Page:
journal = "Journal of Hypertension",
issn = "0263-6352",
publisher = "Lippincott Williams and Wilkins",
number = "9",

}

TY - JOUR

T1 - Serumuric acidandthe riskof cardiovascular and renal disease

AU - Borghi, Claudio

AU - Rosei, Enrico Agabiti

AU - Bardin, Thomas

AU - Dawson, Jesse

AU - Dominiczak, Anna

AU - Kielstein, Jan T.

AU - Manolis, Athanasios J.

AU - Perez-Ruiz, Fernando

AU - Mancia, Giuseppe

PY - 2015

Y1 - 2015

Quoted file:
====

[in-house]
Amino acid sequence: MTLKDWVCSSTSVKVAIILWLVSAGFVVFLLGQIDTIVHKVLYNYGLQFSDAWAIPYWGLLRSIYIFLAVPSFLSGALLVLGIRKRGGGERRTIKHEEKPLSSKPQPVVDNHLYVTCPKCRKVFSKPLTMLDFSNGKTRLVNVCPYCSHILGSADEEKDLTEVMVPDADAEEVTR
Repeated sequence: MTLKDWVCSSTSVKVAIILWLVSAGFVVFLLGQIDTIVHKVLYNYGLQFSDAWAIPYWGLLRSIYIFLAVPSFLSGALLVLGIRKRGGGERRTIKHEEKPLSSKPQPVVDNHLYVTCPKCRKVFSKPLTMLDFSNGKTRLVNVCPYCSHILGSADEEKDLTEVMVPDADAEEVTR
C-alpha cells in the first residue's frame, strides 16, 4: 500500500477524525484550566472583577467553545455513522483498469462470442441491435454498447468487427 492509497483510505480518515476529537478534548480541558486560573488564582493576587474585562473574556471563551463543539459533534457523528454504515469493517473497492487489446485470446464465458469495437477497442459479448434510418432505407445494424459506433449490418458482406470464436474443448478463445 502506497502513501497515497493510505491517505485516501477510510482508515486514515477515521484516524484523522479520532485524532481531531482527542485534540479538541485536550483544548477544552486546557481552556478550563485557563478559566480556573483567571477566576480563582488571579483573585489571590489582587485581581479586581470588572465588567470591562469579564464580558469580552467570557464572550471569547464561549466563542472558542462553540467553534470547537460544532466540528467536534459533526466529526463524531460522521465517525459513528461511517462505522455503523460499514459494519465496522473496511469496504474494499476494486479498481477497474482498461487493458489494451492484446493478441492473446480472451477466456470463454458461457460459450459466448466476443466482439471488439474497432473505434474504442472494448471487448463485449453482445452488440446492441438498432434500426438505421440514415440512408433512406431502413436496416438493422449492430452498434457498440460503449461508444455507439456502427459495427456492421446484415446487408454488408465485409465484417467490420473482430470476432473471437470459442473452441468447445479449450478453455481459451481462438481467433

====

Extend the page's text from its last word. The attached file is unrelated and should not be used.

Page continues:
N2 - Substantial evidence suggests that chronic hyperuricemia is an independent risk factor for hypertension, metabolic syndrome, chronic kidney disease (CKD) and cardiovascular diseases. This highlights the need for greater attention to serum uric acid levels when profiling patients, and suggests that the threshold above which uricemia is considered abnormal is 6 mg/dl, in light of the available evidence. Another important question is whether lowering serum uric acid can improve cardiovascular and renal outcomes, and what therapeutic mechanism of action could provide more clinical benefits to patients; the available literature shows a trend toward improvement associated with administration of urate-lowering drugs, in particular for the xanthine oxidase inhibitors. The demonstrated efficacy of urate-lowering therapy on outcomes other than gout flares leads to the consideration that treatment may be beneficial even in the absence of overt gout when hyperuricemia accompanies other clinical conditions, such as urate deposition, advanced CKD or cardiovascular risk factors.